Interview With Dr. Jacqueline Laures-Gore of Georgia State University

Dr. Jacqueline Laures-Gore is an Associate Professor of Communication Sciences & Disorders at Georgia State University. She earned her PhD in Communicative Disorders from the University of Wisconsin-Madison, her MHS from the University of Missouri-Columbia, and her BS from Iowa State University. She directs the Aphasia and Motor Speech Disorders Research Lab at Georgia State University. Her research interests include aphasia, stress, integrative health, depression, as well as dysarthria and prosody. She has over 40 peer-reviewed publications in these areas. Her work has been supported by the National Institutes of Health, Academy of Neurological Communication Disorders and Sciences, and other entities.

Note: You should consult with your doctor or speech pathologist for recommendations on treatment. The views and opinions expressed in this article are those of Dr. Laures-Gore and do not necessarily reflect the official policy or position of

How did you become interested in researching aphasia?

My first exposure to aphasia came while working as a nurse’s assistant at a long term care facility in the small town in which I grew up. A speech-language pathologist would come to work with a gentleman who had a stroke and was living with aphasia. The man had very little communication and would spend most of his day sitting by himself in his wheelchair. I became fascinated by how the brain and language worked and the impact of brain damage on communication because of my encounter with this man and his speech-language pathologist.  Then, as a freshman at Iowa State University, I took an “Introduction to Communication Disorders” course and became hooked.

You have looked at using speech analysis to detect stress and depression in aphasia patients. How often do depression and stress affect this population?

There is a fairly large range for estimates of depression prevalence in adults living with aphasia because there are a lot of variables affecting accurate diagnosis of depression in this group.  Often, adults living with aphasia are excluded from studies assessing post-stroke depression because of their inability to complete questionnaires. Also, there are only a few proxy-based depression questionnaires developed specifically for adults living with aphasia. Regarding stress, there are many factors that could contribute to the perception of stress in adults living with aphasia. Stroke and chronic aphasia can alter finances, social networks, and one’s role within the family. All of these things could potentially be perceived as stressful. However, at this point we do not have an exact number as to how many people living with aphasia are stressed.  This is an area that needs further attention.

Can this impact recovery?

We know that depression does impact functional recovery post stroke; that is why accurate diagnosis and treatment are so important. It is too soon in the study of stress and aphasia to know to what extent stress affects recovery. We hope to know more in the coming years.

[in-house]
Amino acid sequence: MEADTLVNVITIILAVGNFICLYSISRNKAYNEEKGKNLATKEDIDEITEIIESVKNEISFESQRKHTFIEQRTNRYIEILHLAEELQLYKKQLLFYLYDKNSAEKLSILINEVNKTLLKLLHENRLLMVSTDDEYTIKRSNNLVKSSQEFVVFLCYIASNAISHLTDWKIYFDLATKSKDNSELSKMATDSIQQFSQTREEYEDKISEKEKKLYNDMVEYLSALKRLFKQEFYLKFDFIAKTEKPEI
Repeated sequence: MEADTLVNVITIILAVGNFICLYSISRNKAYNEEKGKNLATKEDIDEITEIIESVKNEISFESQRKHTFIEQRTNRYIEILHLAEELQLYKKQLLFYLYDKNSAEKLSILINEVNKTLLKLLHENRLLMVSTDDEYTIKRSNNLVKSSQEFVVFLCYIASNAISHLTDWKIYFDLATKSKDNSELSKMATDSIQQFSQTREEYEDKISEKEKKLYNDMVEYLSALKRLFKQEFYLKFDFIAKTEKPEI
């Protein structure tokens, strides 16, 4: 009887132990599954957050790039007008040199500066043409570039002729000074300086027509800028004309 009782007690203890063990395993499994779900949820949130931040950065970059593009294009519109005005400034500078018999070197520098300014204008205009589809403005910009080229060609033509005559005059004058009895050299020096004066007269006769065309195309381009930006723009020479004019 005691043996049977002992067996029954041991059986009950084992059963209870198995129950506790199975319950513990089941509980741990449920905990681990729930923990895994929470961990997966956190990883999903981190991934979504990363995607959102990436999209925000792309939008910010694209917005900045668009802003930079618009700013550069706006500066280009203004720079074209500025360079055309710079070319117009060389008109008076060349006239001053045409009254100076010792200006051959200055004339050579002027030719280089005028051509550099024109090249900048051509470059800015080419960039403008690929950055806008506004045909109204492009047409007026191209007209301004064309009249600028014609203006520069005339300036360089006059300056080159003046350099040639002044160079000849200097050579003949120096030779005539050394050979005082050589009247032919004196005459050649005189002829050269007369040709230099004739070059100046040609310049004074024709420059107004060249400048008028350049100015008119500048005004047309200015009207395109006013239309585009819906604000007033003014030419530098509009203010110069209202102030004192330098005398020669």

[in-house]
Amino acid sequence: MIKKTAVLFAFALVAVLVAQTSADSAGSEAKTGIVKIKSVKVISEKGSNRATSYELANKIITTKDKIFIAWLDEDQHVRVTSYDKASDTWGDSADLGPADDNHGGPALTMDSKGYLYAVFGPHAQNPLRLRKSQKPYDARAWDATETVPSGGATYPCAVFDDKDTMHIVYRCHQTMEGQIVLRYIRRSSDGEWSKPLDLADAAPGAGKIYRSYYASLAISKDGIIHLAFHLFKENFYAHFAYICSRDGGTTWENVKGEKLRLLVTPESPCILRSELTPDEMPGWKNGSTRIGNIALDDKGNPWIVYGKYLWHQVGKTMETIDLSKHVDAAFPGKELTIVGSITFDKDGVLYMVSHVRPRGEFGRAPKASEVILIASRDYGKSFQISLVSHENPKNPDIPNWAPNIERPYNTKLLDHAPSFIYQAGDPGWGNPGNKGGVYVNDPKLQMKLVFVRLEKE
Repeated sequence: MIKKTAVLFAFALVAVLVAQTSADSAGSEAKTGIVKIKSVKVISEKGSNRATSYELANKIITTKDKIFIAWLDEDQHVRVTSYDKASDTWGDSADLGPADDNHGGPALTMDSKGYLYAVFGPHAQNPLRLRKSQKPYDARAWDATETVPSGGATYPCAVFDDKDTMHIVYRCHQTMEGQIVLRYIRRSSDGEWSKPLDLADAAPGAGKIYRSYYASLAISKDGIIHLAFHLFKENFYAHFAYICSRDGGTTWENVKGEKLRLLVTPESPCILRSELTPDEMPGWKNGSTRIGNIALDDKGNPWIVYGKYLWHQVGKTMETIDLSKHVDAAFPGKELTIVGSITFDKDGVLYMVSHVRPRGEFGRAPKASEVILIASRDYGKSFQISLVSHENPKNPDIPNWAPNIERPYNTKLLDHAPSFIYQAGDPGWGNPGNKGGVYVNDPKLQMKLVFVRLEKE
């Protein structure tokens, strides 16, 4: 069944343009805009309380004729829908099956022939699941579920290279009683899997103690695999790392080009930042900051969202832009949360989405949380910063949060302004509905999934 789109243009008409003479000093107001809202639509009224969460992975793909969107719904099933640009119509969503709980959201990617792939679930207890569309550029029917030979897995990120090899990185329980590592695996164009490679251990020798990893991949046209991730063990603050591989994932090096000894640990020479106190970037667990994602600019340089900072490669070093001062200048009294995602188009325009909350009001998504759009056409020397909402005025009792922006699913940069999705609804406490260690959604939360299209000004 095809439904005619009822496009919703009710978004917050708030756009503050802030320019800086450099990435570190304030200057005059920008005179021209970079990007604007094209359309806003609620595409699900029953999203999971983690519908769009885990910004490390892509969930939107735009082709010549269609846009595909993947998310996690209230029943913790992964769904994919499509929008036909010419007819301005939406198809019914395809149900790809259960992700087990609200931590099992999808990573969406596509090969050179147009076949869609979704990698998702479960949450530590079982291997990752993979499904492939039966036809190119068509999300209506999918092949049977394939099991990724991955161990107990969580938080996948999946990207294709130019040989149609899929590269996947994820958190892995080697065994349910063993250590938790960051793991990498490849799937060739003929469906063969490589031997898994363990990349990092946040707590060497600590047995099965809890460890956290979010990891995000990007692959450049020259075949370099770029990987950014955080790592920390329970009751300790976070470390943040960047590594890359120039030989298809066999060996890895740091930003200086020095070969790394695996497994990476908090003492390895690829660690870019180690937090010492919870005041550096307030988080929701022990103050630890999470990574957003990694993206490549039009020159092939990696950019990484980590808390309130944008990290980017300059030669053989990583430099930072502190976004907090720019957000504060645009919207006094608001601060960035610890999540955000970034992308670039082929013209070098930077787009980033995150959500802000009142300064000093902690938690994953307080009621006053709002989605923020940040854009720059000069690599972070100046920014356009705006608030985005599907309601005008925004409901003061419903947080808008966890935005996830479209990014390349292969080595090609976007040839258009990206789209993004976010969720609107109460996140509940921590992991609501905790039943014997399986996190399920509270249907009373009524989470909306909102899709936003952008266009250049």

Some of your research looks at how mindfulness and meditation can benefit aphasia patients. How can this impact wellbeing and recovery?

We know that in the general population mindfulness meditation has many benefits for well being and attention. There are only a handful of studies exploring this type of meditation in aphasia, so its effects on well-being are still unknown.  Regarding recovery, the hypothesis is that if mindfulness can improve functioning of certain aspects of the attention system, then there could be a positive downflow effect on the language system. Our work has shown some evidence of this, but nothing definitive at this point.

You have also looked at unilateral nostril breathing as an adjunct therapy for aphasia patients. What is this and does it provide any benefits?

Unilateral nostril breathing is a controlled breathing pattern within the yogic tradition.  The person occludes one nostril with a finger and inhales/exhales slowly through the unoccluded nostril.  Although this is an ancient practice, there have been few systematic studies of its effects on language specifically. Our study showed some improvement in some language and speech motor measures for some of the three participants.  We recommended that there may be promise using this technique as an adjunct to traditional speech-language therapy, but further study is needed.

What aspect of your research are you most proud of?

Being brave and taking a chance on studying something that most people try to avoid… how stress affects language performance and recovery. The systematic study of this topic within aphasia is uncharted, so beginning this line of inquiry takes a lot of perseverance, patience, and independent learning.  

What is your advice for SLP graduate students?

Take advantage of all of the resources around you to become fantastic speech-language pathologists. Talk to your professors about hot topics in our field. Go to lectures in other fields that complement speech-language pathology. Read. Always remember, that what you do matters. Speech-language pathology changes lives.

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